1)      Eveything on a tank is heavy, everything is solid. There are lots of ways to lose inquisitive fingers when hatches close, or if one loses balance at the wrong moment and so on. Keep an eye on the young ones. It can also be very easy to fall off a tank, the mantra in the US Army is “Three points of contact”

2)      For the morbidly curious, it is easy to find on the internet photographs of what can happen when people wear their wedding rings around a tank. Similar effect to people who wear wedding rings around other pieces of heavy machinery. They are not sights that you ever want to see in real life, the photographs are bad enough.

3)      Visibility is incredibly limited. You think you have issues with the blind spot on your car, that’s nothing compared to an AFV. Obviously the most important thing to be concerned about is standing next to a vehicle, but not exclusively so. If a turret turns, for example, the chances are the operator has absolutely no idea who or what is nearby. Head/turret interfaces have resulted in the deaths of multiple soldiers, and no few limbs have been amputated inside the vehicle either.

And, of course, there is the military side of things. If you have a desire to join the military, I absolutely encourage you to consider armor branch. However, please don’t join the military in order to work/play with tanks, this is the wrong reason. There are sacrifices up to, and including your life. This is what I might term “Not cool.”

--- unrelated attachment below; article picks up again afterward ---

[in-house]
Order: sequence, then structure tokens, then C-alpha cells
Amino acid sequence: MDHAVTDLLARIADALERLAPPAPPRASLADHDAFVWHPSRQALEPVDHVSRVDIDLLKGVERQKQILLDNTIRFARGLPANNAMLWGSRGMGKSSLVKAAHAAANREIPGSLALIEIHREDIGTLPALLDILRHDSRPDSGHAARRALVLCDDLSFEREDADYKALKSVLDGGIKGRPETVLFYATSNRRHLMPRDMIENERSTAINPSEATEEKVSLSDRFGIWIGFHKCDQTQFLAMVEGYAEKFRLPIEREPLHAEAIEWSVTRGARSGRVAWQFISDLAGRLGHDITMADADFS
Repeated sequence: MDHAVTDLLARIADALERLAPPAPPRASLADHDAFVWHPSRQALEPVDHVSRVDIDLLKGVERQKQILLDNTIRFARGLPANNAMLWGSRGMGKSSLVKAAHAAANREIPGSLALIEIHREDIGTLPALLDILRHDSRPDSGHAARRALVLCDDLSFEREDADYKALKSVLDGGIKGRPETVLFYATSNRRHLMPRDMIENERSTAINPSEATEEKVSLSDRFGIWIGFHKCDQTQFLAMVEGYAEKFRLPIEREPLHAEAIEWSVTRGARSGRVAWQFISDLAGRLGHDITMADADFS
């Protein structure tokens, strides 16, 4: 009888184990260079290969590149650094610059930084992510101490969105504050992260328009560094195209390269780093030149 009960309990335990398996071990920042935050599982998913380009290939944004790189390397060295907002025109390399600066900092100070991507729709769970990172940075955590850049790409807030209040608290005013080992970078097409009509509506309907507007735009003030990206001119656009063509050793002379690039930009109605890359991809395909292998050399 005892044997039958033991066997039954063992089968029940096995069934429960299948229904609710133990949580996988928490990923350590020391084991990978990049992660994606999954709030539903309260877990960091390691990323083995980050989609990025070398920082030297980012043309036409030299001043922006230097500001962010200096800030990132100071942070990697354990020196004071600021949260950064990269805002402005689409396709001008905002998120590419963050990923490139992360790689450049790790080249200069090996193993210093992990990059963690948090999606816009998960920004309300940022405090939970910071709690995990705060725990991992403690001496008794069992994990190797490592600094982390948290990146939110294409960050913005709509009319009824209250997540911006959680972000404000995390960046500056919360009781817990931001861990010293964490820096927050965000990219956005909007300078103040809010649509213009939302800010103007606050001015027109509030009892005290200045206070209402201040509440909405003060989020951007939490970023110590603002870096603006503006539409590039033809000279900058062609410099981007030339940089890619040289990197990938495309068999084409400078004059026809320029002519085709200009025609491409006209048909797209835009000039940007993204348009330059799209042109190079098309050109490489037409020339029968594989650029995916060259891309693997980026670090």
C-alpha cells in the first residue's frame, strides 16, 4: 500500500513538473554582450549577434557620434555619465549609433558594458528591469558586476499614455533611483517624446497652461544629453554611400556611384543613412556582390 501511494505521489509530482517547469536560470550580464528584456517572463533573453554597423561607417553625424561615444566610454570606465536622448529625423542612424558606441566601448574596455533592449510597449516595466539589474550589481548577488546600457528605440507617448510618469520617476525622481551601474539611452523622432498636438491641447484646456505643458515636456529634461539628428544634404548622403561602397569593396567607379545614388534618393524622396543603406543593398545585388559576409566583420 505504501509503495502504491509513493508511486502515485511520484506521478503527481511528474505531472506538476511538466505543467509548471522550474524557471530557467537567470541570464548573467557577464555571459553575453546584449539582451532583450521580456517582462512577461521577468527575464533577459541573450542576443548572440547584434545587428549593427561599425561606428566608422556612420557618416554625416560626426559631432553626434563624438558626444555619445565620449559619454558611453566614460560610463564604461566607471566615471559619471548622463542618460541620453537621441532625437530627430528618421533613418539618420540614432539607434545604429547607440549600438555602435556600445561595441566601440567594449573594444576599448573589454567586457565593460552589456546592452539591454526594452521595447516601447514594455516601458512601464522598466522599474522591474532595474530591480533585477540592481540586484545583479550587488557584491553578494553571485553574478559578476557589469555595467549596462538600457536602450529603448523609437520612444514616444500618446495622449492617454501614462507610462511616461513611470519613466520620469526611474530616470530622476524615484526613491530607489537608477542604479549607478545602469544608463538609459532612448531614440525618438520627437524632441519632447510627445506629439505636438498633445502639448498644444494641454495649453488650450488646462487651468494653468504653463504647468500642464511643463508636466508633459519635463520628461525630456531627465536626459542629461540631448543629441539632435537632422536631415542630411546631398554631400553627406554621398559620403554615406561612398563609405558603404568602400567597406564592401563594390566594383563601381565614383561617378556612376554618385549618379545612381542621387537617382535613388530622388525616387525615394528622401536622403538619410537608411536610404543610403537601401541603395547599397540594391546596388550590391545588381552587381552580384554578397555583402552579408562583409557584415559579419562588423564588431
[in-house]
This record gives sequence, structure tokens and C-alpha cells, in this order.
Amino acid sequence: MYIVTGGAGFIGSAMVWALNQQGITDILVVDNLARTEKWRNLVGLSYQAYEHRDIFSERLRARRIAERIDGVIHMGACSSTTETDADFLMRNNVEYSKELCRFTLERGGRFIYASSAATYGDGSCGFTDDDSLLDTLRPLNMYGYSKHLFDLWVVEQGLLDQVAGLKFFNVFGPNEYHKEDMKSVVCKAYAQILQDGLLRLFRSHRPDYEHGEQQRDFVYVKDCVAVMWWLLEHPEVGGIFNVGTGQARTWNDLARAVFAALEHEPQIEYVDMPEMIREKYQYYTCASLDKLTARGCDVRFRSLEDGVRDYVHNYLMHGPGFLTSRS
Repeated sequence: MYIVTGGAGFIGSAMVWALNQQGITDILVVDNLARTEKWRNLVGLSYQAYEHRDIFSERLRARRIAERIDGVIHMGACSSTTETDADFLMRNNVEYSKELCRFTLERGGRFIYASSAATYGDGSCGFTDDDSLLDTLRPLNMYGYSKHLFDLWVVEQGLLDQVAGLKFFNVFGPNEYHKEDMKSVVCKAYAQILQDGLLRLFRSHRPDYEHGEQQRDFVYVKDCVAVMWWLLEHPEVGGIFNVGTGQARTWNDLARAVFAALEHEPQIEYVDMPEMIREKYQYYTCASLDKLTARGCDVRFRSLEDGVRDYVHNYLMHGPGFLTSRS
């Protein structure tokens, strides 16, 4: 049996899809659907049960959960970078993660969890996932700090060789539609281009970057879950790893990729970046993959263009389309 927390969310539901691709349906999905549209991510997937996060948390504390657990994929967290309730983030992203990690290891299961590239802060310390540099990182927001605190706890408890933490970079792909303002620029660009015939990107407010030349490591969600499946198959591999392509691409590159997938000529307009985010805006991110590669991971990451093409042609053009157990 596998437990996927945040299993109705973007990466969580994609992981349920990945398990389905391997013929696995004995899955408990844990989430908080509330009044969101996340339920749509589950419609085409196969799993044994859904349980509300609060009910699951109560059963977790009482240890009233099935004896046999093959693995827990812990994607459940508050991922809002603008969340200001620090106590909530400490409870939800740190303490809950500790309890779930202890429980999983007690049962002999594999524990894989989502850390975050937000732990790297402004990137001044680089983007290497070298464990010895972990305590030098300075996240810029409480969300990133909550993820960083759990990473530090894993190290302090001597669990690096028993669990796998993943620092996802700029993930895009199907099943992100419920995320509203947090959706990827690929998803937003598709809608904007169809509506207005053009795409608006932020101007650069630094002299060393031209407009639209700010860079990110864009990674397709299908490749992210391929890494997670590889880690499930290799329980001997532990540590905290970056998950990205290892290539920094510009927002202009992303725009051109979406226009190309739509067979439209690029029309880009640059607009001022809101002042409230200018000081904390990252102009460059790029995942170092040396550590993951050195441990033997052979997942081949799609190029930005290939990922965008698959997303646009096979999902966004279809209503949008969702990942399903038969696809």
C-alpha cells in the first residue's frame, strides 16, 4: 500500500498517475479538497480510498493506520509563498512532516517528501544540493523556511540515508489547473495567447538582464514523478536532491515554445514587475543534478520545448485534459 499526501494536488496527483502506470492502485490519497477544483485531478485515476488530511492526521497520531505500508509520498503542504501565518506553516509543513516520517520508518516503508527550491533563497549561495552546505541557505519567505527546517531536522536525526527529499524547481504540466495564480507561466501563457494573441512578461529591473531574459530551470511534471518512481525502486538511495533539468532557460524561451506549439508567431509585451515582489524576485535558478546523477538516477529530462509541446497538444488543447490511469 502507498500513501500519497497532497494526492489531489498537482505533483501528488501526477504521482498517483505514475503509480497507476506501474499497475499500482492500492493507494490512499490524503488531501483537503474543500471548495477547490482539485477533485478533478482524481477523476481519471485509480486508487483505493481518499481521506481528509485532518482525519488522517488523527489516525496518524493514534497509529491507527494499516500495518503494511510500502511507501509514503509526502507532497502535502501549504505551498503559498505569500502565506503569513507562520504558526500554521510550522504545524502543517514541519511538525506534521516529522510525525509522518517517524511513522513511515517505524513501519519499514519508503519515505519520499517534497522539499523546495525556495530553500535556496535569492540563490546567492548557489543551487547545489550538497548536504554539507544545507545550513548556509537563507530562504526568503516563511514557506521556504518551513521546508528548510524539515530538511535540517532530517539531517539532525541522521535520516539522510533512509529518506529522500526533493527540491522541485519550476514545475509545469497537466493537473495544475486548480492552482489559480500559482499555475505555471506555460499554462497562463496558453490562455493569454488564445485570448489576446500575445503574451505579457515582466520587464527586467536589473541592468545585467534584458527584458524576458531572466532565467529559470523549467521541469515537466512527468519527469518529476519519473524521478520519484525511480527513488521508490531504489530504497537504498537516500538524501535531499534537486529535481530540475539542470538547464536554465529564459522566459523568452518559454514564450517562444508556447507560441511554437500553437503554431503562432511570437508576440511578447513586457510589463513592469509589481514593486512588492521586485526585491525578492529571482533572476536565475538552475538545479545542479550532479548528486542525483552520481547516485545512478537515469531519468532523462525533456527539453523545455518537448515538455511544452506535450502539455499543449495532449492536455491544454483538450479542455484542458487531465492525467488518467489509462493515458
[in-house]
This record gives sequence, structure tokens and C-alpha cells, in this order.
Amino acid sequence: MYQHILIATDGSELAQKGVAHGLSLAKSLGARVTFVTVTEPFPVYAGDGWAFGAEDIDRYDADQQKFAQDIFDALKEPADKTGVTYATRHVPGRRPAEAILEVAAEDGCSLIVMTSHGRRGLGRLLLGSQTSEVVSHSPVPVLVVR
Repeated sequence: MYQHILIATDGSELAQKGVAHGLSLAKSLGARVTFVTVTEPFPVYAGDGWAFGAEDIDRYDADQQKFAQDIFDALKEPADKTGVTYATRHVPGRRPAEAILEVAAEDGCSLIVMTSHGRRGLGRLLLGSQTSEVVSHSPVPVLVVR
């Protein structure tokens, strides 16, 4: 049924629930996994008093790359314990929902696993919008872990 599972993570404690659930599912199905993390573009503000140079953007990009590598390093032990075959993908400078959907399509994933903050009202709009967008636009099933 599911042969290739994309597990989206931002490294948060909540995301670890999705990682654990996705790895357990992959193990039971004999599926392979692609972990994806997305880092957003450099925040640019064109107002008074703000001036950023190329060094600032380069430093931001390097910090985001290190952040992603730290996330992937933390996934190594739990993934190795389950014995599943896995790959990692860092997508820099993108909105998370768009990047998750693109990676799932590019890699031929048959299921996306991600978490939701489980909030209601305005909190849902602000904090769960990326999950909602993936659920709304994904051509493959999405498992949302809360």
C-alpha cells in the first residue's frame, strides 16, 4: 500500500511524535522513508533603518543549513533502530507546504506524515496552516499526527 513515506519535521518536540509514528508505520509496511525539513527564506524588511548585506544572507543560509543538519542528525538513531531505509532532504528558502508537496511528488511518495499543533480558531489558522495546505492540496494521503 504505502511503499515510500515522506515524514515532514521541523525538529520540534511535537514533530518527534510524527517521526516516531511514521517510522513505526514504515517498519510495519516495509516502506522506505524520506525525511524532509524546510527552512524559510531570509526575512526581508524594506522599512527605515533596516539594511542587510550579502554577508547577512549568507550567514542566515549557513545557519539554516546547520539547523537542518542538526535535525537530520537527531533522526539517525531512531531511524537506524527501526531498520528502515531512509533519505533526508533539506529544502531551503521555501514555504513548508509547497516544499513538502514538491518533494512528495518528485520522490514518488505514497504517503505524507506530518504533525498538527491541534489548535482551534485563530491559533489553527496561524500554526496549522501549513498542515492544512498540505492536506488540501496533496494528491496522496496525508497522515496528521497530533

Usually a couple of times a year, we remind ourselves in the game that tanks are actually serious business, usually Memorial Day and last week's Rememberance/Veteran’s Day. They are machines of death and destruction, created for a purpose nobody wants and we must always be mindful of the reality behind them, especially when we encounter them in the real world.

I extend my personal condolences to the next of kin of those lost in this incident. They died doing something which they loved, and we must not let this incident dissuade those of us who love tanks from continuing to work with them and keep them operating to the best of our ability.

 
As ever, my Facebook page remains here, my Youtube channel here, and Twitch stream (Every Tuesday, and (very) occasional evenings) is here. 


Destroyer_Monssen #2 Posted Nov 14 2015 - 13:43

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Wise words, Chieftain. One small point, though--I would consider you a former tanker, not an ex-tanker. To me, "ex-" gives a negative connotation ("I never want to see a tank again" ) while "former" is more positive ("I used to be a tanker but I had to end that part of my life... but I still love tanks." )

DOMlNO #3 Posted Nov 14 2015 - 14:30

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Great write up, thanks.



Echo_Saber #4 Posted Nov 14 2015 - 14:44

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Nice article Chief.  Good read.

kupjones #5 Posted Nov 14 2015 - 14:55

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I learned the "ring thing" back in high school as a summer auto mechanic -- the truism holds for any machinery that is heavy and unyielding.

Great article (as usual).



mfp4073 #6 Posted Nov 14 2015 - 15:12